• Cheam & Worcester Park, Surrey

Making Neck Pain A Thing Of The Past

Neck Pain

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We successfully treat most types of neck pain on a regular basis and we do it quickly.  The National Institute for Health and Clinical Excellence (NICE) recommends manipulation (as performed by osteopaths) as an effective treatment for spinal problems.
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Fix Your Neck Now

Can we help with your neck pain?

help with neck pain It has been proven that the correct diagnosis and treatment in neck related issues,  not only reduces the amount of treatment that is necessary, but can prevent them developing into a repeating chronic problem.

Many of the patients we treat have developed neck problems as a result of poor posture, often brought on by frequent computer use, or long hours behind the wheel of a car.  Others have been involved in road traffic or sporting accidents.

Thank you, Michael, for sorting out the pain in my neck and back. The relief the next day was brilliant. I would not hesitate to recommend you.
Roland Head, The Real Butchers, New Malden

Our techniques

Neck pain is treated with a variety of techniques, depending on the diagnosis, the patient’s age and their preferences.  The techniques we use range from gentle massage to release tight muscles, articulation to ease restricted joints, and HVT’s (High-Velocity Low Amplitude Thrusts) to free locked joints. It usually only requires a short course of 3 to 6 treatments to relieve all symptoms and correct the injury.

What causes neck pain?

Neck pain can often be a result of inflamed joints, strained muscles, trapped nerves, and disc problems. Neck pain also can be a result of tired and achy muscles caused by overuse, such as spending too long in front of a computer, or whiplash commonly caused by road traffic accidents.  The discs in your neck can also cause pain, usually as a result of trauma or age-related wear and tear. All of the above problems can lead to the development of headaches.

Diagnosing your neck symptoms

It is very important that the correct cause of the neck pain is identified, as different conditions require specific treatments.  For this reason, all our patients will be given a full and thorough examination, the findings of which will be explained and discussed with the patient. During this discussion, the patient will be advised as to which treatment would be appropriate for their condition, or whether further examinations, such as MRI scans, or a referral back to their GP, are necessary.

Will pain-relieving drugs help with my neck pain?

Inflammation can be greatly reduced with the use of NSAID (Non-Steroidal Anti-Inflammatory Drugs), such as ibuprofen, aspirin and paracetamol. Although they can reduce the inflammation caused by your neck problem, they do not address the underlying problem. They can, in some cases, cause stomach problems, such as acid reflux and constipation.

It is important not to use painkilling drugs before engaging in a physical activity. This is because, without the feedback from your body’s nervous system, it is easy to over-use and further aggravate your neck condition. However, they are very useful in helping you get a good night’s sleep, which is a vitally important part of your recovery.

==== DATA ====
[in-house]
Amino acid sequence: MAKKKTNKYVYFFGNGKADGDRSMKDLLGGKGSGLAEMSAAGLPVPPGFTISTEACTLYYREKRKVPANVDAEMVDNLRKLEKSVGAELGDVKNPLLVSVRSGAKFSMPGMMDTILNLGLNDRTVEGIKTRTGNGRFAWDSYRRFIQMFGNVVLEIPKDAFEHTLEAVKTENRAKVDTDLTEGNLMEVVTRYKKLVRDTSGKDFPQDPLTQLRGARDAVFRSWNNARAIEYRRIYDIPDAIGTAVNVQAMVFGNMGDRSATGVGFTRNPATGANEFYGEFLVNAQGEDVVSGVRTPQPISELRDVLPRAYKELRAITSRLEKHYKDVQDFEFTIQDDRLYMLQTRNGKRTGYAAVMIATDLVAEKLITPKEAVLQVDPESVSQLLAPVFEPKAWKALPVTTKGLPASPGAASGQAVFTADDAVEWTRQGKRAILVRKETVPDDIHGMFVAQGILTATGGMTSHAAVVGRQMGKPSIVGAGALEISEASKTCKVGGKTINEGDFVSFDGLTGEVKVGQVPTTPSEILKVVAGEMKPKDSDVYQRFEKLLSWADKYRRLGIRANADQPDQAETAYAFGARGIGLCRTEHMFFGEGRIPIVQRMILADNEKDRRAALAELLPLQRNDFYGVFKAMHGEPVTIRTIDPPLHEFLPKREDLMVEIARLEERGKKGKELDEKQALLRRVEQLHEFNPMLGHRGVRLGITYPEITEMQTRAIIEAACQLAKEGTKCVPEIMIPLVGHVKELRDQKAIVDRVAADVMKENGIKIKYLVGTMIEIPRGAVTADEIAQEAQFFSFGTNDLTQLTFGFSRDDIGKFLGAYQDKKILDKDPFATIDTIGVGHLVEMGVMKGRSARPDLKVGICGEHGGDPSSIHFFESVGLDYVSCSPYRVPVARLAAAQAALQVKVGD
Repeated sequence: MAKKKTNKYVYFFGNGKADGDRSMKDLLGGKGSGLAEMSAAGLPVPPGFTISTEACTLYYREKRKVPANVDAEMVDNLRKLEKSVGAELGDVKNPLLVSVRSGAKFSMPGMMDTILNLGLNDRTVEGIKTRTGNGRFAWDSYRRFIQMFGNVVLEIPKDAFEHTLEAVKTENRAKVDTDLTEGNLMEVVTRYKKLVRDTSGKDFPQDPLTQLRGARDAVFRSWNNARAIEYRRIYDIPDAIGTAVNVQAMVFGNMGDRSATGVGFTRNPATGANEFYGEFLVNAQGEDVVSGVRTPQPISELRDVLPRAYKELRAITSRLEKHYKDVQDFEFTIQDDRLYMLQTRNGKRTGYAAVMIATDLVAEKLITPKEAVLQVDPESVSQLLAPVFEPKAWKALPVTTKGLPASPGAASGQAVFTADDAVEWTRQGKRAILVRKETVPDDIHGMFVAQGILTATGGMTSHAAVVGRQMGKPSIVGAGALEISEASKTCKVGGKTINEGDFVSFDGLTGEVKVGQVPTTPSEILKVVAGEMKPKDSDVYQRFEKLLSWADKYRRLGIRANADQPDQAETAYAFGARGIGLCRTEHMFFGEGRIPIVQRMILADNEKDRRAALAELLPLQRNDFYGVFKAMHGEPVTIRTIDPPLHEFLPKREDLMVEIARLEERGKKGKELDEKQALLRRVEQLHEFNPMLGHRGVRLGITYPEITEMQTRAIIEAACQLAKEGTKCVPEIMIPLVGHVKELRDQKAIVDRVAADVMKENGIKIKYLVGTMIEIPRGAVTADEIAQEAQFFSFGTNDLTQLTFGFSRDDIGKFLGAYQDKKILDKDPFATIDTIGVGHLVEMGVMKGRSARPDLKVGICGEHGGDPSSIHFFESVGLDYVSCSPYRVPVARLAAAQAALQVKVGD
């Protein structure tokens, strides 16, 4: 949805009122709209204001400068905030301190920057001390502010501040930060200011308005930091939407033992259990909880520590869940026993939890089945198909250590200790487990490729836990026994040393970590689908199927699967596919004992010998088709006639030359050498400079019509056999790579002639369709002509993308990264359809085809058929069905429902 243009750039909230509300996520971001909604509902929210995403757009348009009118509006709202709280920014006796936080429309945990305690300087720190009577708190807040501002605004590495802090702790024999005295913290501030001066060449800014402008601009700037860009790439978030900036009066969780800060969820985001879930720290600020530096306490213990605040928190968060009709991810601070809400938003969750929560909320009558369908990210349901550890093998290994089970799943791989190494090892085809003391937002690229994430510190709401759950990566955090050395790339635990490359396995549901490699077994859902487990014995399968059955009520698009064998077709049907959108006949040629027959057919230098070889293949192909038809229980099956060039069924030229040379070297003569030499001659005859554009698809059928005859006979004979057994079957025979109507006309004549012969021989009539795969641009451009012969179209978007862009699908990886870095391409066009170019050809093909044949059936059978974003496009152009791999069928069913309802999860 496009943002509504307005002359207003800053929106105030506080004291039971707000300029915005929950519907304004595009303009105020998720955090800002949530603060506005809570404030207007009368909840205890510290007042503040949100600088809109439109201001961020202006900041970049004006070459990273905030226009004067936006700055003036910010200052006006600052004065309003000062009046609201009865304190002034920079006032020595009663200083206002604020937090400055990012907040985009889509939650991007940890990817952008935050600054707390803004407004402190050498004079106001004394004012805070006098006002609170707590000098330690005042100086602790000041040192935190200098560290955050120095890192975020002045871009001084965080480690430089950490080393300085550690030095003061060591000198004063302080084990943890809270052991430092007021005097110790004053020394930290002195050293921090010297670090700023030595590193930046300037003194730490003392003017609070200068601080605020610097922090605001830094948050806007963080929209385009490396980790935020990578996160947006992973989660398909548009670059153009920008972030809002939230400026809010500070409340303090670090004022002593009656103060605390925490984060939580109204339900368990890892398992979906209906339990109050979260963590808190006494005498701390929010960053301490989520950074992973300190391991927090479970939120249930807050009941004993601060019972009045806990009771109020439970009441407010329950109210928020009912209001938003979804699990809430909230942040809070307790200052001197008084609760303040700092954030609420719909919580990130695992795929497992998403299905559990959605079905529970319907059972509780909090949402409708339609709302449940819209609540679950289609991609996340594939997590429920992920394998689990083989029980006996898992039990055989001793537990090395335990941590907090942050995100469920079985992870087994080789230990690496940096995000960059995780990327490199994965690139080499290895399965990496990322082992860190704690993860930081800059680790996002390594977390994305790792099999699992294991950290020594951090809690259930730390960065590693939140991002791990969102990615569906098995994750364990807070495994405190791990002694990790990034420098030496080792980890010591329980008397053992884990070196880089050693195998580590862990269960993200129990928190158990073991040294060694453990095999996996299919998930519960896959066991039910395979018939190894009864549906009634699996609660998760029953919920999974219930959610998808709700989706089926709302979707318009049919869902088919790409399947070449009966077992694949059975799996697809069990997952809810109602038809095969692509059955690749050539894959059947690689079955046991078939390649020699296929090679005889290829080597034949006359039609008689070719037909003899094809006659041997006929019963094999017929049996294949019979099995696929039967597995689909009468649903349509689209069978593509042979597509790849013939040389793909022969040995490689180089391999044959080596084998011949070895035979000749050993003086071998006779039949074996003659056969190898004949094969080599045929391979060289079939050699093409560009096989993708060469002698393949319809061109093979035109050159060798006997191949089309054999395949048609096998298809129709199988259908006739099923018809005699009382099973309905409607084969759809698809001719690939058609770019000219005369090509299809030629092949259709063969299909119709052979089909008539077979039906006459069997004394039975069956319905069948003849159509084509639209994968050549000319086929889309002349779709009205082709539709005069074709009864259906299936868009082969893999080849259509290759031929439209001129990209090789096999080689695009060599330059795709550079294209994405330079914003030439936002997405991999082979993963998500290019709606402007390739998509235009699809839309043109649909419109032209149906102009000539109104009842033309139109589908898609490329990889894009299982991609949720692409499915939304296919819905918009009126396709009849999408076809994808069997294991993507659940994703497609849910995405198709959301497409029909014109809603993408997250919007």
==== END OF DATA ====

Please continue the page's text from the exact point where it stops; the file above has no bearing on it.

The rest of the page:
If you are already taking medication prescribed by a doctor, you should always ask the advice of a Doctor or Pharmacist before self-medicating, as some painkilling drugs can affect the effectiveness of your medication, and can sometimes be dangerous.

Recent article on BBC website


According to this recent BBC article (in the above link), more young people than ever are suffering from back problems as a result of our modern-day lifestyles. Here at Avenue Health we have definitely seen an increase in younger patients needing treatment for back, neck and shoulder problems. Whereas in the past we would generally associate back pain with getting older, it is now an issue that affects many people in their 20’s and 30’s. The contributing factors are highly likely to be our sedentary lifestyles and also the fact that we are sitting in front of computer screens for long periods of time.

Avenue Health’s Lead Practitioner Michael Walker says: “People try to sit up straight at their work PC’s and it almost always fails; before long we have adapted to our old posture of hunching over the keyboard. This is because generally the screen, keyboard and chair are wrongly positioned.

“We need to change our environment. The ideal position for your screen is for it to be one-third above eye level and two-thirds below eye level. If your screen and your chair are at the correct height you are much less likely to hunch over the keyboard and develop upper back tension and pain between the shoulder blades.

“In the case of a home laptop you should raise your laptop on a box or a pile of books to the correct height, and if necessary plug in a secondary keyboard to be placed on the desk in front of you. Keyboards are cheaply available in most supermarkets and are a small investment for the health of your back.  Whenever working at a computer it is advisable to get up and take a walk every 20 minutes, roll your shoulders regularly and mobilise the neck.  When using a handheld device, such as a mobile phone or tablet, try to make sure that your neck and head are straight and that your neck is not at an angle. And limit the amount of time that you are stuck in one position.”

Want to find a fun and easy way to get moving on the weekends? Why not try Parkrun? (details in the link below).  It’s a great way to get your heart rate up and shed those excess pounds and it doesn’t cost a penny!


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